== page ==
Cancelling your Orange contract - what does the law say?
UPDATE: Orange has now scrapped the ToS change following consumer upset and cancellations. Existing cancellations will stand. Read full update and official statement here. All day, we've been receiving emails and reading comments concerning your attempts to cancel your Orange contract. Tomorrow, we'll be providing you with a more definitive guide detailing what action to take if your efforts have so far proved unsuccessful. Until then, the Bitterwallet and Mobot team has been digging through consumer law to ascertain where you stand.
That said, this post shouldn't be taken as legal advice for your particular situation, nor is it a substitute for the real thing. As with everything we've posted so far, this is general information. We're not lawyers or solicitors, and despite what we might tell you when we're drunk, we're not pilots or porn stars either.
Right then. The Unfair Terms in Consumer Contracts Regulations 1999 (UTCCR) apply to unfair terms in contracts concluded between a consumer and a seller of goods or a supplier of services. By the UTCCR an unfair term is one which has not been properly negotiated (such as a standard term) and which, contrary to good faith, causes a significant imbalance in favour of the seller or supplier. Any term which is unfair is not binding on the consumer, but the rest of the contract may continue in operation if it is capable of continuing without it.
Now the interesting stuff. Section 5 and Schedule 2 of the UTCCR sets out a non-exhaustive list of terms considered unfair:
- (i) irrevocably binding the consumer to terms with which he had no real opportunity of becoming acquainted before the conclusion of the contract;
- (j) enabling the seller or supplier to alter the terms of the contract unilaterally without a valid reason which is specified in the contract;
- (l) providing for the price of goods to be determined at the time of delivery or allowing a seller of goods or supplier of services to increase their price without in both cases giving the consumer the corresponding right to cancel the contract if the final price is too high in relation to the price agreed when the contract was concluded;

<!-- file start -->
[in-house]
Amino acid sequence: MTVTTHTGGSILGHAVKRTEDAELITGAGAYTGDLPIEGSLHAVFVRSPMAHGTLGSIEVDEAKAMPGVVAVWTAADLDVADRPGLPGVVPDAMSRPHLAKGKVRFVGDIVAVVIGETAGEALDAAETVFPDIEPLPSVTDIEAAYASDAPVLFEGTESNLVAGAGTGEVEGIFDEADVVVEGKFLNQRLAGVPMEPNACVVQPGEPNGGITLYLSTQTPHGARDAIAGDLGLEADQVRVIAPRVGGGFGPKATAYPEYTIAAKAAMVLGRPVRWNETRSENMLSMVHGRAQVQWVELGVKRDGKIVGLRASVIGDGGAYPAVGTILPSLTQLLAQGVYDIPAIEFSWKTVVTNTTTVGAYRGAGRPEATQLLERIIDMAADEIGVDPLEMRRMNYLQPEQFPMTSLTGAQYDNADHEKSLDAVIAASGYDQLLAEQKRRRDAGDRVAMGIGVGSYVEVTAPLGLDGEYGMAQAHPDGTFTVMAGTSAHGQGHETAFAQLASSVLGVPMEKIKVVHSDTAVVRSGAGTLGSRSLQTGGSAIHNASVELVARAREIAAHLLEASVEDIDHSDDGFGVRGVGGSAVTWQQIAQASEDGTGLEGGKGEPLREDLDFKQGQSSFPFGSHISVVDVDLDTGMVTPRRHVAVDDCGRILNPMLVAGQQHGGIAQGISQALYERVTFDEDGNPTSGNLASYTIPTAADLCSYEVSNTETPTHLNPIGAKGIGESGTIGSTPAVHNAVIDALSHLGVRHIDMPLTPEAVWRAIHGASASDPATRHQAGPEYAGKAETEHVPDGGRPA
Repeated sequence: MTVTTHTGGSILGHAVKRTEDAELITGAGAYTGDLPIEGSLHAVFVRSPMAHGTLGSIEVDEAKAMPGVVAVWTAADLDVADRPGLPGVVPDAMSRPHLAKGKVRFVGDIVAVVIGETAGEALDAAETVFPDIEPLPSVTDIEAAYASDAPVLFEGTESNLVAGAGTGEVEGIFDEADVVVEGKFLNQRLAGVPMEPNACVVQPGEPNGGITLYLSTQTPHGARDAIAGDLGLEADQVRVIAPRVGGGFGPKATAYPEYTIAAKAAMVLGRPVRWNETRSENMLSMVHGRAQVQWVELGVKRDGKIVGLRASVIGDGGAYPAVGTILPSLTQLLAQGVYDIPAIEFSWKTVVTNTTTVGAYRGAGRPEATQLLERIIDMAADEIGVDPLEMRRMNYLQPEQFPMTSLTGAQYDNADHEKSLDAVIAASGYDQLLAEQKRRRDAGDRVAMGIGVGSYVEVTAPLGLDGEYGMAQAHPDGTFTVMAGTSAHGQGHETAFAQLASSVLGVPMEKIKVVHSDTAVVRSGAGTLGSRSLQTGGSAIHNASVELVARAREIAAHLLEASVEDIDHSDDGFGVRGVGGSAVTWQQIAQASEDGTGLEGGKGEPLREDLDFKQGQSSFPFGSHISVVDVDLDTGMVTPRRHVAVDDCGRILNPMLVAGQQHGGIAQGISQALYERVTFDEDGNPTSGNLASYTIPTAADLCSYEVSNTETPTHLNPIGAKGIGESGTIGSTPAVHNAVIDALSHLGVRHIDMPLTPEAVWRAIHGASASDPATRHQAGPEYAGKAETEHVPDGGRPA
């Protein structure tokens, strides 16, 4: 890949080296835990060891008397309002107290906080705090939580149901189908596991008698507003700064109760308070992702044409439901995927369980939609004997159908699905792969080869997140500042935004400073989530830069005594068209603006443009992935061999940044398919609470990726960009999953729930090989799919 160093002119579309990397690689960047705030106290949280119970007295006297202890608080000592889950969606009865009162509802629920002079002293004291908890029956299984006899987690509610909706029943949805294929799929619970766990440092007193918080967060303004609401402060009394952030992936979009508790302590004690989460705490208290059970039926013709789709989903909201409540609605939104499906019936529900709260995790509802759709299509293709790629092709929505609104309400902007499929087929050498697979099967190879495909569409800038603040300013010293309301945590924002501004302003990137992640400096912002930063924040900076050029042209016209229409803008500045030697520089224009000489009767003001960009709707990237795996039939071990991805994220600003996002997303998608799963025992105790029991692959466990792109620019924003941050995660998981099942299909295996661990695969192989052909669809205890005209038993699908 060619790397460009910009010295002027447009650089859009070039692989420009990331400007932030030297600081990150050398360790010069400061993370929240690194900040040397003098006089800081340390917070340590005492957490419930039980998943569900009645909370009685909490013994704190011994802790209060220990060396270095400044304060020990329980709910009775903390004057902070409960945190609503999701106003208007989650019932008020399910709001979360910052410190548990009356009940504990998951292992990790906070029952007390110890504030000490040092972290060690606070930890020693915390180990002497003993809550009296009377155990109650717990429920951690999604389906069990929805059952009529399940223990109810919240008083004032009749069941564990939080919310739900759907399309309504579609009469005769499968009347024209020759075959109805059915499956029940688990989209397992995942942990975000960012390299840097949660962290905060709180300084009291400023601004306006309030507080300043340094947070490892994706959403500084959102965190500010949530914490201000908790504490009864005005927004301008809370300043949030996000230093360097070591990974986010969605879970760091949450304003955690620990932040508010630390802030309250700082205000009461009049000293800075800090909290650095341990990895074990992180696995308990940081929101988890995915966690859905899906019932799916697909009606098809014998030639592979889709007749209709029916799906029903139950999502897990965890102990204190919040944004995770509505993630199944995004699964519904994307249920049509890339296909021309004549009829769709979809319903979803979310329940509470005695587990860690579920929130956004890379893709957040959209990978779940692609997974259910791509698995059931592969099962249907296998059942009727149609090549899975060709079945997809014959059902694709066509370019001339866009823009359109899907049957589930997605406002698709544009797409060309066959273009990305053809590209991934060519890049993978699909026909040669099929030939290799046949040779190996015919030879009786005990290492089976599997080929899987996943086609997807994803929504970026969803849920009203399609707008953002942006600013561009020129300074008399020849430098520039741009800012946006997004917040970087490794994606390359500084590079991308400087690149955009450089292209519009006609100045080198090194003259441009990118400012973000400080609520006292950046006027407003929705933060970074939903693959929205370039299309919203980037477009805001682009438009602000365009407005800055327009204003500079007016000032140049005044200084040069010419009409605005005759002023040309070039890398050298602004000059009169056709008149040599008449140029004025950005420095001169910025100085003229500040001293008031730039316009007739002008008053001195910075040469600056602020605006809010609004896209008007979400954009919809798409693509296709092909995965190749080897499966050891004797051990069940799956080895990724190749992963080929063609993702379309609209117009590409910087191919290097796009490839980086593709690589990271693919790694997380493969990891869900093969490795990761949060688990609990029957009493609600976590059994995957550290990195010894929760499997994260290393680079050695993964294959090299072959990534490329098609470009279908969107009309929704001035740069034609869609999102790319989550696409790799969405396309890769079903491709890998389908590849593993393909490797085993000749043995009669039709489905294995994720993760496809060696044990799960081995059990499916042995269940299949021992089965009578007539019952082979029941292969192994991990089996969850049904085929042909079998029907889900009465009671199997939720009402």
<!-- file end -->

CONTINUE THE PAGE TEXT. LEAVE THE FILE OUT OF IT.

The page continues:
We think customers have a good argument that the new minimum charges applying to all calls from 14 September 2009 that exceed their call plan allowance are unfair under the terms of these regulations. The change occurred after the contract, no valid reason is given, the final price is high. And this is not a severable part of the contract, it actually goes to the very heart of it. These regulations are clear that if that if the price is increased, then a corresponding right must be given to allow the consumer to cancel the contract. This right to cancel must also be fair - and so have been bought to the consumer’s attention before the contract was concluded – and so cannot now be unilaterally amended or added to, or be given an unnatural interpretation.
There are also concerns with regards to the Unfair Contract Terms Act of 1977 and the Consumer Protection from Unfair Trading Regulations 2008, but we need to you stay alert for the next bit.
With regards to Orange's Terms of Service:
The clear language of clause 15 entitles you to terminate on a change in charges if excessive in accordance with clause 4.3, provided you do so within 1 month of being told of them.
The clause refers to Charges – not Service or Price Plans – so on its very face the right to terminate applies to Out of Service Plan Charges. These minimum charges apply to all calls from 14 September 2009 other than service plan calls. These ordinary calls are not severable from the services as a whole and we certainly don't think they fall within the definition of Additional Services. Obviously we're of the opinion that the increase is excessive and is a change to your detriment. Only a court can say so definitively however.
Arguably even those still within their Minimum Terms can cancel, without having to pay the total remaining monthly charges to the end of the notice period. It's not entirely clear from the language of the contract however and there is a risk that a claim might still be made for damages for termination or breach (i.e. the usual termination charges under clause 4.2). Only a court can finally determine the correct interpretation.
Finally, you don't ever need anyone's consent to terminate a contract. You can always terminate a contract and stop your direct debit by informing your bank. The issue is whether or not you will be liable for damages for breach, and that depends on the contract language. If you terminate and Orange does not agree to it, then they may claim damages for breach - usually any standard monthly charge to the end of the notice period or until the end of any Minimum Term less a rebate for early payment.
And relax. Got that? Good. More tomorrow.